The first thing I remember seeing upon departure from the Johannesburg airport was a billboard for a South African travel agency boasting the words, “You call it Africa. We call it home.” It struck me as odd for a few minutes; what kind of marketing is that? Of course Africans call Africa home. They live there. I’m not African…why would I call it home? That phrase has been nagging in the back of my mind. It has taken me some time, but finally, I understand.
Have you ever imagined how a particular event or conversation would go, only to find yourself disappointed because it was nothing like you imagined? In the weeks preceding our departure I dreamt and daydreamt about being weighed down with kiddos at the Care Points, laughing, giggling, tickling, singing. Time and time again, I talked myself out of these naive, idealistic visions in order to keep myself from being disappointed and ruining this trip for myself. Looking back on the last 10 days, I am remembering that this trip was not only everything I had anticipated, but so much more. Within minutes of our arrival at Mvutjini the first day, kids were clinging to our legs, waists, and hands. We laughed, giggled, tickled, sang. We’ve prayed. We’ve cried. We’ve felt motion sick in the back of the khombi; we’ve been splattered with chicken blood. More importantly, we’ve learned. We’ve grown. We’ve been uncomfortable and pushed through it. We’ve followed in the steps of Jesus, visiting the old, the needy, the orphaned, the sick, the lame, the poorest of the poor. Unflinchingly, we’ve laid hands on each of these with total and utter disregard for ourselves.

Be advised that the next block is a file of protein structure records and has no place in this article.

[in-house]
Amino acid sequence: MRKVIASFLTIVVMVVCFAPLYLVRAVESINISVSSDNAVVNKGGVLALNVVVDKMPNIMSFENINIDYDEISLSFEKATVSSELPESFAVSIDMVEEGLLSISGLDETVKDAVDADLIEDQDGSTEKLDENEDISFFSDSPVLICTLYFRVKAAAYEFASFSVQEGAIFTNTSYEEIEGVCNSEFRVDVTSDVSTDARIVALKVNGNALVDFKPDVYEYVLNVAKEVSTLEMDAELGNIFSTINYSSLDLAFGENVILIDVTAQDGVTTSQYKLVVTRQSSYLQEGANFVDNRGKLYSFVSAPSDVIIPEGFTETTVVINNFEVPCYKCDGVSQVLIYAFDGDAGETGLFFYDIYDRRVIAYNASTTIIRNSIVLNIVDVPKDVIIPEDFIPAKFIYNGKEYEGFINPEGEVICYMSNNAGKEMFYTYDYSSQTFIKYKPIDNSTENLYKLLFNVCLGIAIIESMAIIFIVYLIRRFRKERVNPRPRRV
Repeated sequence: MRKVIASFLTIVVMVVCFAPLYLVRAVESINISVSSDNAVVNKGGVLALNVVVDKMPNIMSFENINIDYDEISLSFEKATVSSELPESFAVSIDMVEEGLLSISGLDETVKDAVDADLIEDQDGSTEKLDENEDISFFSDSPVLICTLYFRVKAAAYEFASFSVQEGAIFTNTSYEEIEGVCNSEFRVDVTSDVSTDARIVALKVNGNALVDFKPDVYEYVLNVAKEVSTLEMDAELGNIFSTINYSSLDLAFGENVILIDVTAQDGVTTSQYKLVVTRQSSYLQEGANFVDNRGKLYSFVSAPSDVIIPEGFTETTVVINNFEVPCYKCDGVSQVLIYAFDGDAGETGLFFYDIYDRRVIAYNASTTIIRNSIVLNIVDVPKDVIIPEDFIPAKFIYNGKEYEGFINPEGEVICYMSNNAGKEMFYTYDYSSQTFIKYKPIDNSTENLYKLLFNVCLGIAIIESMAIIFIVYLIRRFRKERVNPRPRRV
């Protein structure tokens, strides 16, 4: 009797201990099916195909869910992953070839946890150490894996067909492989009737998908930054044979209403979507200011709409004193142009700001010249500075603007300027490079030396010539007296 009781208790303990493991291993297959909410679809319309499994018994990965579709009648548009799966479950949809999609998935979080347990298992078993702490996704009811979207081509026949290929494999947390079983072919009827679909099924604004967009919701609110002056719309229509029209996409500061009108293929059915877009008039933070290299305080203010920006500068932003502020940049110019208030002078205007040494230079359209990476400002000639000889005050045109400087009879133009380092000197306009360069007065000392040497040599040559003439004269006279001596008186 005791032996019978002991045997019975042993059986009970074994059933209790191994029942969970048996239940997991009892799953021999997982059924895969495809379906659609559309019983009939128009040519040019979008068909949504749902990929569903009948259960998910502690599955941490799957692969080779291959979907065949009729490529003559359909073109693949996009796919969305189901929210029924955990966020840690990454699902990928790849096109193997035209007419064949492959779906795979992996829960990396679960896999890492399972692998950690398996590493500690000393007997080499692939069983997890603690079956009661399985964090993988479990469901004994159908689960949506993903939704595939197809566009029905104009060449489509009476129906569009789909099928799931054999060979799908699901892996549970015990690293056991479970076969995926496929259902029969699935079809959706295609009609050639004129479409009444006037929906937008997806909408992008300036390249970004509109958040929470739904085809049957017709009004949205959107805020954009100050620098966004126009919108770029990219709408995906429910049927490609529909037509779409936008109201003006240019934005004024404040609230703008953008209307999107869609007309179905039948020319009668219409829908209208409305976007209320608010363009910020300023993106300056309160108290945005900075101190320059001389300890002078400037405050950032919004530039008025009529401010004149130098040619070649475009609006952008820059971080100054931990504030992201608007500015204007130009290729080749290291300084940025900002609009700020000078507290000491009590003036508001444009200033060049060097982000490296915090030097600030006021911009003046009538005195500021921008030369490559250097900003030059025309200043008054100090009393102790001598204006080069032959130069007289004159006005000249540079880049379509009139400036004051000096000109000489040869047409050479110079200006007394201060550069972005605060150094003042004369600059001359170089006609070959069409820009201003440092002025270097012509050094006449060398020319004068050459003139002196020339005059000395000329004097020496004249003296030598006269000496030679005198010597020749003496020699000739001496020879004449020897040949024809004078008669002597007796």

In the last 10 days, a lot of things have happened; some things we have the words for, as you’ve seen here, that we are eager to share. But the things we don’t have the words for…what about those? Over and over, small occurrences have taken place that could only be attributed to God: the heart that is broken for all the right reasons, as a result of prayer; the overwhelming sense of peace that settles inner turmoil when a comfort zone is infracted upon; the oddity of being in an unlikely place, at an unlikely time, yet feeling that sense of belonging that some people never find. Each of us has extended love farther and in more ways than we thought possible, and already we are reaping the rewards. I think I speak for everyone when I say that we will each be returning to the United States a different person. The sights alone–naked children, children viewed as burdens by their parents, children in need of love–these are enough to break even the most hardened of hearts, but we didn’t come with hardened hearts. Some of us came with hearts that were weary, hearts that were anxious, hearts that were angry or sad or lonely, but all of those hearts were open to the upcoming experiences.
About having children, Elizabeth Stone once said, “It is to decide forever to have your heart walking around outside your body.” Going to Africa is exactly the same. You get here, unsure of what’s to come, but then, you fall in love…but then you blink and your time is up and you’re boarding the plane from Johannesburg to Indianapolis and you’re unsure of where and why and how the time has gone, yet grateful for every second, every sticky high five, every sweaty hug, because you got to be there and you were exactly where you needed to be.
Now, it is time for us to be elsewhere. It is time for us to leave this wonderful place. Good bye, Mvutjini, Njojane, Section 19. Good bye Swaziland. It’s harder than we thought it would be to say good bye, and for one very simple reason:
You call it Africa.
We now call it home.